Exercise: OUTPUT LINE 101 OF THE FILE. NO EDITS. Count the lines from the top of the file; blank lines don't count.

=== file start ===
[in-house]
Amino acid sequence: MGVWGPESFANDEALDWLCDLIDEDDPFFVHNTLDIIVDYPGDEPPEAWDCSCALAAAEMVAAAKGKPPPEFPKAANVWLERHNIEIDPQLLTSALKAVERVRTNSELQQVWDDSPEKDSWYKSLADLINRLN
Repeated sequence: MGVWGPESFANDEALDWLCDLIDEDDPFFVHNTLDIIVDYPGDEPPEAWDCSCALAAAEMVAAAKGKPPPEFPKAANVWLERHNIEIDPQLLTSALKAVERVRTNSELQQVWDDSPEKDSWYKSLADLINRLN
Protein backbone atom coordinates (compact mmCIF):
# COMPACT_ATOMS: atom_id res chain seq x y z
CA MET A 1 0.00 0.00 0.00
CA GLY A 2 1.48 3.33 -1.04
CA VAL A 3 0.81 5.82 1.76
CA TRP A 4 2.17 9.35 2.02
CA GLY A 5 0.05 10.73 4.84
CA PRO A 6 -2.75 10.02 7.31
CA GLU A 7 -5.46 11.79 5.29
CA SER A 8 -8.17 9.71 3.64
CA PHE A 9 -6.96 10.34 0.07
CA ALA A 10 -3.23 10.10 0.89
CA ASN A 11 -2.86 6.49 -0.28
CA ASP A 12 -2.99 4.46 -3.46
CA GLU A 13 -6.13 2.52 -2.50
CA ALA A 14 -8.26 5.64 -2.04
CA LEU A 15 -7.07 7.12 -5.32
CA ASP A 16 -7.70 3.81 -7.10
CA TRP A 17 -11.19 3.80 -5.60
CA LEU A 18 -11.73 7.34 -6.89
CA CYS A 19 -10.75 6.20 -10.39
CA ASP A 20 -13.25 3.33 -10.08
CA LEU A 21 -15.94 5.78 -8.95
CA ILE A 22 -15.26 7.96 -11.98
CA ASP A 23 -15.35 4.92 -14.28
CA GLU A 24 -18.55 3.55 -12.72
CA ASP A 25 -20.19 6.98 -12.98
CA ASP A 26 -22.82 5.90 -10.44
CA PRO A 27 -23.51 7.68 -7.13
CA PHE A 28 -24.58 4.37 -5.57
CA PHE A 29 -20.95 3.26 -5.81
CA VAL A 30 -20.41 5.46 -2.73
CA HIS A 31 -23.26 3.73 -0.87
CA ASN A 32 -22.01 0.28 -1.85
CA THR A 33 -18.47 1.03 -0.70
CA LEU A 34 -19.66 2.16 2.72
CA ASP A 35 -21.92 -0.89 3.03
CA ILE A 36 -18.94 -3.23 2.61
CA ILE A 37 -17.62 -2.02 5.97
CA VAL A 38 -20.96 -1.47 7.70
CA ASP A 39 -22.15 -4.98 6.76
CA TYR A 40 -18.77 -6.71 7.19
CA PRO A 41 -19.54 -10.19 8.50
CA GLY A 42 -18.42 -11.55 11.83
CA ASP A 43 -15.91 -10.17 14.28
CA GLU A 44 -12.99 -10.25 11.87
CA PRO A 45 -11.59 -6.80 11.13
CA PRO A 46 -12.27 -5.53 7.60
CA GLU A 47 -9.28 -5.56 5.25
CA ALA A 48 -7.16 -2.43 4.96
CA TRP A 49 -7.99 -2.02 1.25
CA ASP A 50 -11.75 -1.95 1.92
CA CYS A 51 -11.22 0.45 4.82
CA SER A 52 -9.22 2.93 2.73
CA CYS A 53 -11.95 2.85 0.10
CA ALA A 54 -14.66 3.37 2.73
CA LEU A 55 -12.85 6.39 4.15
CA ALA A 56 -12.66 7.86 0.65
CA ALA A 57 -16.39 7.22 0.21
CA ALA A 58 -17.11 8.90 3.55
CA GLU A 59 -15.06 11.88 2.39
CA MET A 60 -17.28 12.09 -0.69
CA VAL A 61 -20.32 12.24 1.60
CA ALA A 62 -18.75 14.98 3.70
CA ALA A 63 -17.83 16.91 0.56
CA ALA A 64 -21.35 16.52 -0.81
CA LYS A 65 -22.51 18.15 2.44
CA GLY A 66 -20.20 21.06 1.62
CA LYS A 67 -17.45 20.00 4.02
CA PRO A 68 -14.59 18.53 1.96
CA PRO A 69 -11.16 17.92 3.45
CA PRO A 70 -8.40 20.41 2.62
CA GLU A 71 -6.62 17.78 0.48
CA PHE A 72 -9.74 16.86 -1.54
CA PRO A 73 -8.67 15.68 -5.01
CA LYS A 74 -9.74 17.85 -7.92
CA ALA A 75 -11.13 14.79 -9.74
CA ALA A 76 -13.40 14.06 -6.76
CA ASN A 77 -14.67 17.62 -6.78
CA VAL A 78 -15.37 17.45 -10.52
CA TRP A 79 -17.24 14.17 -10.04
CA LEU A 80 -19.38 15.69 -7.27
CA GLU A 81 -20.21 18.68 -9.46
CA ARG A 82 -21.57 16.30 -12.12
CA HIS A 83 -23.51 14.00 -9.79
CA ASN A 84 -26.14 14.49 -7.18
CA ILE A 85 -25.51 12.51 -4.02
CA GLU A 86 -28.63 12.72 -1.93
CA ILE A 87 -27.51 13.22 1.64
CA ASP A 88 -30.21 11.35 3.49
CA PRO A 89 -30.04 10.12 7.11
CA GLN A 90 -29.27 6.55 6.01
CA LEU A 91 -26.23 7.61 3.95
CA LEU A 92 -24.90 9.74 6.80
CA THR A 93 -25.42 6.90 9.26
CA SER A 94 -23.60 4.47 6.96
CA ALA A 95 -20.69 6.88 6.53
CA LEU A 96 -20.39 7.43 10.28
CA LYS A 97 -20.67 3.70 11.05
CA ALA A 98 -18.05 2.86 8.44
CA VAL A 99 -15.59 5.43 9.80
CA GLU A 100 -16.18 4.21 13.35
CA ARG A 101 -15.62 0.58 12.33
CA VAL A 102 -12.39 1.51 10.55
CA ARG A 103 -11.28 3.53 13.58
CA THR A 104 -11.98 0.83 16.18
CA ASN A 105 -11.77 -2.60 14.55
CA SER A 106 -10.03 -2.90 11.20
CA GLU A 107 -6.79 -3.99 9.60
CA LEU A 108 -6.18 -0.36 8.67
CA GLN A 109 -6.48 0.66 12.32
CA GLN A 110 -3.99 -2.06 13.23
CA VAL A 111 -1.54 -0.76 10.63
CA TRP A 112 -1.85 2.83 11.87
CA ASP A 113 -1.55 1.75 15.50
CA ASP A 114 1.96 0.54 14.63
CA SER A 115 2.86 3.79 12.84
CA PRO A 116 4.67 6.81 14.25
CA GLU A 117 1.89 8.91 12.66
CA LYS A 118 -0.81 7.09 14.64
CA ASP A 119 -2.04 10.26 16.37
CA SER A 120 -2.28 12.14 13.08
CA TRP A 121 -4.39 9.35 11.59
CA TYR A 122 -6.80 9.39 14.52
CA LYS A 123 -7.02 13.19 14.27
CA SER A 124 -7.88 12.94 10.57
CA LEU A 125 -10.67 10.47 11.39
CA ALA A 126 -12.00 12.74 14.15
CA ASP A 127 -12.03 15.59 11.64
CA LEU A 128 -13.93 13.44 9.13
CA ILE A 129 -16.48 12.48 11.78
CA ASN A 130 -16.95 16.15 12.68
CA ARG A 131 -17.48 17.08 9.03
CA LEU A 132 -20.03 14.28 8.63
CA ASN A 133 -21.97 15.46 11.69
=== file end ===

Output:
CA LEU A 96 -20.39 7.43 10.28